Measles is a highly contagious virus that lives in the nose and throat mucus of an infected person. It can spread to others through coughing and sneezing.
What are the signs and symptoms of measles?
Measles symptoms typically appear within seven to 14 days after the person is infected. Measles typically begins with:
- High fever
- Runny nose
- Red, watery eyes
Two or three days after symptoms begin, tiny white spots may appear inside the mouth.
Three to five days after symptoms begin, a rash breaks out. It usually begins as flat red spots that appear on the face at the hairline and spread downward to the neck, trunk, arms, legs and feet. Small raised bumps may also appear on top of the flat red spots. The spots may become joined together as they spread from the head to the rest of the body. When the rash appears, a person’s fever may spike to more than 104 degrees Fahrenheit.
How are measles transmitted?
If a person is infected with measles, it can spread to others through coughing and sneezing. The measles virus can live for up to two hours in an airspace where the infected person coughed or sneeze. If other people breathe the contaminated air or touch the infected surface and then touch their eyes, noses or mouths, they can become infected. Measles is so contagious that if one person has it, up to 90 percent of the people close to that person who are not immune will also become infected.
Infected people can spread measles to others from four days before through four days after the rash appears.
How do I protect against measles?
CDC considers you protected from measles if you have written documentation (records) showing at least one of the following:
- You received two doses of measles-containing vaccine, and you are a(n) —
- school-aged child (grades K-12)
- adult who will be in a setting that poses a high risk for measles transmission, including students at post-high school education institutions, healthcare personnel, and international travelers.
- You received one dose of measles-containing vaccine, and you are a(n) —
- preschool-aged child
- adult who will not be in a high-risk setting for measles transmission.
- A laboratory confirmed that you had measles at some point in your life.
- A laboratory confirmed that you are immune to measles.
- You were born before 1957.
How effective is the measles vaccine?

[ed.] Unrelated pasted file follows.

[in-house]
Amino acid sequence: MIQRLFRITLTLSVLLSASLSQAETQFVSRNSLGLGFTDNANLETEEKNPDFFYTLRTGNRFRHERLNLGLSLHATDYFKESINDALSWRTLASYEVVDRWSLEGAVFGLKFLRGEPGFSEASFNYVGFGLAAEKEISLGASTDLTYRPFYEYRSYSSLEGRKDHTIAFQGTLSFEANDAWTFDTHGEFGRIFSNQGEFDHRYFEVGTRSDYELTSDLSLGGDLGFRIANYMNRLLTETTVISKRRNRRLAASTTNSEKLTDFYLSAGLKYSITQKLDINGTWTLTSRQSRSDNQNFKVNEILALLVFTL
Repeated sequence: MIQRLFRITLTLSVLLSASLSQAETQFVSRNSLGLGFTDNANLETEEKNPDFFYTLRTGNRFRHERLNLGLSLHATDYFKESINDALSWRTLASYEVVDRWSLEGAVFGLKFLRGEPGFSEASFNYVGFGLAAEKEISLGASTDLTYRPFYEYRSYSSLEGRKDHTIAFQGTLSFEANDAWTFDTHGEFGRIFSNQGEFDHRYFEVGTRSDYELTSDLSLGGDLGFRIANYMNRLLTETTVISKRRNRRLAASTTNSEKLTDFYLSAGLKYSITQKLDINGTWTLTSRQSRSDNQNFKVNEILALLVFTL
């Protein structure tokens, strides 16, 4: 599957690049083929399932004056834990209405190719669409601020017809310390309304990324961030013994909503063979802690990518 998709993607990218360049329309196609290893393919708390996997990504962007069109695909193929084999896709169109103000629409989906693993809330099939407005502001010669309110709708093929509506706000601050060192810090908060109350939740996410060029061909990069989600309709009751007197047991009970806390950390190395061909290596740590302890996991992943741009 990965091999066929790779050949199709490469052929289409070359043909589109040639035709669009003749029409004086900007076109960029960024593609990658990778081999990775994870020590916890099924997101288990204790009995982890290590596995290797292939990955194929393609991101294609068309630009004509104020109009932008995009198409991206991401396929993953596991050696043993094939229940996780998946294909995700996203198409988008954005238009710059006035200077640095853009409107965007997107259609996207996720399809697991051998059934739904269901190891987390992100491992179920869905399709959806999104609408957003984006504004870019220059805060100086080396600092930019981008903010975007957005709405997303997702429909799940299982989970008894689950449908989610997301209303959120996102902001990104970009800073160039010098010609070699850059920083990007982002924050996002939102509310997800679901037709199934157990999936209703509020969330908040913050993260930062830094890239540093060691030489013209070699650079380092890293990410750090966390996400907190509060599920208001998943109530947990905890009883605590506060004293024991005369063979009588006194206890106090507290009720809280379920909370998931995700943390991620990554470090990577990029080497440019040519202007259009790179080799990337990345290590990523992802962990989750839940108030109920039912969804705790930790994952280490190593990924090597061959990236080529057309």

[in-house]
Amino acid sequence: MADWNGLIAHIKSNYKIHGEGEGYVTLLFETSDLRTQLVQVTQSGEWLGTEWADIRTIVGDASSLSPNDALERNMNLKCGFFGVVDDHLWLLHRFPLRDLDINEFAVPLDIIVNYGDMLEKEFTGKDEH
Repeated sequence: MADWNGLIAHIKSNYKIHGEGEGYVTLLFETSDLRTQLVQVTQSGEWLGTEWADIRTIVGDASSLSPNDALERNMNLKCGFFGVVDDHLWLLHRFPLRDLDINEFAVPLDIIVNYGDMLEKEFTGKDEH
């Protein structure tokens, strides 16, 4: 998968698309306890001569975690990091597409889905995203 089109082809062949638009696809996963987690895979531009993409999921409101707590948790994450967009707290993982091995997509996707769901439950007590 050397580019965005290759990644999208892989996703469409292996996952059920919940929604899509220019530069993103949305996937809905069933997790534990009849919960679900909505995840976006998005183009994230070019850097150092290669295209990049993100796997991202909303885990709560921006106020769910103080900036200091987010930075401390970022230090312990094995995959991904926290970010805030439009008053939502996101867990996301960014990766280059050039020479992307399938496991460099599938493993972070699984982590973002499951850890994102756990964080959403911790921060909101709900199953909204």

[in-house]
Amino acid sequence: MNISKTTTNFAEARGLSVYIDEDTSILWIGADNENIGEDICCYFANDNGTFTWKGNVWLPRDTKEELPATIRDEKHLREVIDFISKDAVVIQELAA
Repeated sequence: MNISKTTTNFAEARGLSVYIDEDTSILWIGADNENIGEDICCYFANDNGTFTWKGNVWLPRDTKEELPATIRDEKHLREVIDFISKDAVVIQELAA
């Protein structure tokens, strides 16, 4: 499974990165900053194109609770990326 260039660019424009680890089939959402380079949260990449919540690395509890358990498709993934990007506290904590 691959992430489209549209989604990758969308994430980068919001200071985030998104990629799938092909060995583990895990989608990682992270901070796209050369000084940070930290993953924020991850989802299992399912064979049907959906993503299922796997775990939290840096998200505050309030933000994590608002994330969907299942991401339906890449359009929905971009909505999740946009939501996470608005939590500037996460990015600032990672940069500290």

The measles vaccine is very effective. Two doses of measles vaccine are about 97 percent effective at preventing measles if exposed to the virus. One dose is about 93 percent effective.
How long does it take for the measles vaccine to work in your body?
For the measles vaccine to work, the body needs time to produce protective antibodies in response to the vaccine. Detectable antibodies generally appear within just a few days after vaccination. People are usually fully protected after about two or three weeks. If you’re traveling internationally, make sure to get up to date on all your MMR shots. You should plan to be fully vaccinated at least two weeks before you depart. If your trip is less than two weeks away and you’re not protected against measles, you should still get a dose of MMR vaccine.
How does the measles vaccine work?
When you get measles vaccine, your immune system makes protective virus-fighting antibodies against the harmless vaccine virus. Measles vaccine protects you from wild-type measles because if you have been vaccinated and then are exposed to someone with measles, your body remembers how to fight off the wild-type virus. That’s because the vaccine trained your immune system.
Could I still get measles if I am fully vaccinated?
Very few people—about three out of 100—who get two doses of measles vaccine will still get measles if exposed to the virus. Experts aren’t sure why. It could be that their immune systems didn’t respond as well as they should have to the vaccine. But the good news is, fully vaccinated people who get measles are much more likely to have a milder illness. And fully vaccinated people are also less likely to spread the disease to other people, including people who can’t get vaccinated because they are too young or have weakened immune systems.
I’ve been exposed to someone who has measles. What should I do?
Immediately call your doctor and let them know that you have been exposed to someone who has measles. Your doctor can:
- Make special arrangements to evaluate you, if needed, without putting other patients and medical office staff at risk, and
- Determine if you are immune to measles based on your vaccination record, age, or laboratory evidence.
If you are not immune to measles, MMR vaccine or a medicine called immune globulin may help reduce your risk developing measles. Your doctor can advise you, and monitor you for signs and symptoms of measles.
If you are not immune and do not get MMR or immune globulin, you should stay away from settings where there are susceptible people (such as school, hospital, or childcare) until your doctor says it’s okay to return. This will help ensure that you do not spread it to others.
I think I have measles. What should I do?
Immediately call your doctor and let them know about your symptoms so that they can tell you what to do next. Your doctor can make special arrangements to evaluate you, if needed, without putting other patients and medical office staff at risk.
For an update on the 2019 measles outbreak, visit the CDC
Source: Centers for Disease Control and Prevention